Terminal High Altitude Area Defense, or THAAD, was made by Lockheed Martin and put into use less than ten years ago. It is now a major part of the US Ballistic Missile Defense System.
It can stop and destroy ballistic missions as they fall toward their target inside and outside the Earth’s atmosphere. The program is one of the company’s greatest defense successes.
In its first 10 years of service, THAAD had a 100% success rate, with 15 intercepts out of 15 attempts. Even though it is a reasonably new weapon system, many countries’ armies are interested in using it.
On the other hand, several countries are anxious about technology, which almost caused South Korea to lose its relationship with China.
THAAD’S Working System
The Terminal High Altitude Area Defense, or THAAD, is an anti-ballistic missile defense system made in the United States. It is one of the newest defense technologies in the United state’s arsenal.
THAAD works like other surface-to-air and missile interceptor systems. It can stop short-, medium, and intermediate-range ballistic missiles.
However, a distinguishing feature of the Lockheed Martin system is that it intercepts the devices during their descent phase.
THAAD’s fire control and support equipment locates, verifies, and starts the launching procedure when an X-Band active electronically-scanned array (AESA) radar starts the interception and finds the target projectile.
With an infrared seeker head, the THAAD missile is fired from the system’s mobile erector launcher in a hit-to-kill intercept.
Lockheed Martin, the company that makes the system, says that THAAD doesn’t have a real warhead; instead, it uses the high speed of the impact to destroy incoming enemy missiles in a downward direction. The power to destroy comes from the high speed, not an ammunition load.
So, the THAAD system provides a strong defensive shield to protect high-value strategic or tactical sites like airports or crowded town centers from mass attacks.
THAAD systems are anticipated to have a range of 125 miles, while the real data for Lockheed’s system is classified.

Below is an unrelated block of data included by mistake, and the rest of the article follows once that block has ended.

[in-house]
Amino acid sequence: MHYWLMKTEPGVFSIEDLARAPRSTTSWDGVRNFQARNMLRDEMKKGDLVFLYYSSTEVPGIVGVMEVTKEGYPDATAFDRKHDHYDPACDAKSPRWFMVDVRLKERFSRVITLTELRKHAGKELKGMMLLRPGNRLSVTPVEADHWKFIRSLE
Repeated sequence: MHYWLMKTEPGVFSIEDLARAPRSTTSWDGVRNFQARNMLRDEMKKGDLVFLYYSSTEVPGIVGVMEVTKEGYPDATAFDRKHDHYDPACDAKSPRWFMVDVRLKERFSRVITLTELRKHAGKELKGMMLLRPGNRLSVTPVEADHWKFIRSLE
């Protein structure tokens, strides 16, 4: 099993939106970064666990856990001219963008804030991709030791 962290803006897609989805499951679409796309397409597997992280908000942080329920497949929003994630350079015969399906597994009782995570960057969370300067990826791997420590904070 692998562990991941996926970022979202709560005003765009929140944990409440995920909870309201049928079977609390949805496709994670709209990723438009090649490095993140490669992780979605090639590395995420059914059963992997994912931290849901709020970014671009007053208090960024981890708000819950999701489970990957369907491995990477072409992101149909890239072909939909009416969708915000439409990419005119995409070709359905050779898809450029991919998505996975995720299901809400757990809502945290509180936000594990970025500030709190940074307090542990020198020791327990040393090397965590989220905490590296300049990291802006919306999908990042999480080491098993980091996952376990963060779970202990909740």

They can intercept enemy missiles at both endo and exo-atmospheric heights, with a maximum altitude of 153 kilometers above the surface of the Earth. And it accomplishes this while traveling at an astounding hypersonic velocity of Mach 8.
Estimates from 2015 say that a THAAD battery system includes at least six launcher vehicles, each with eight missiles, two mobile tactical operations centers, and a ground-based radar. Each battery costs about $800 million.
How Successful is The THAAD?
In response to Iraq’s successful attacks with Russian-made Scud missiles during the Gulf Wars in 1991, the US Army began the Program Development and Risk Reduction phase of the THAAD systems the following year.
Then, after a lot of research, the THAAD program moved into the engineering and manufacturing development phase at the turn of the century.
From the start, working on the anti-ballistic missile defense system was a massive success for both Lockheed Martin and the US Army.
In 2004, separate flight tests started at Lockheed Martin’s factories in Alabama and New Mexico’s White Sands Missile Range.
The first flight test of the whole system—missile, launcher, radar, and fire control system—took place in 2006. The following year, a successful intercept test in the high-endo-atmosphere took place.
Despite early plans to deploy the system around 2010, the system’s successful tests necessitated an unplanned expedition. Lockheed Martin was given a contract in early 2007 for the first two production THAAD systems, which were completed two years later.
The United States Army then activated the first THAAD battery unit in May 2008, followed by the second in October 2009.
Throughout the 2010s, contracts for the continuous development of the system and related support equipment remained. And at the end of 2015, the United States Army operated five Terminal High Altitude Area Defense systems.
In the same year, the service also constructed a THAAD training center at Fort Sill, Oklahoma, to facilitate the employment of the successful program.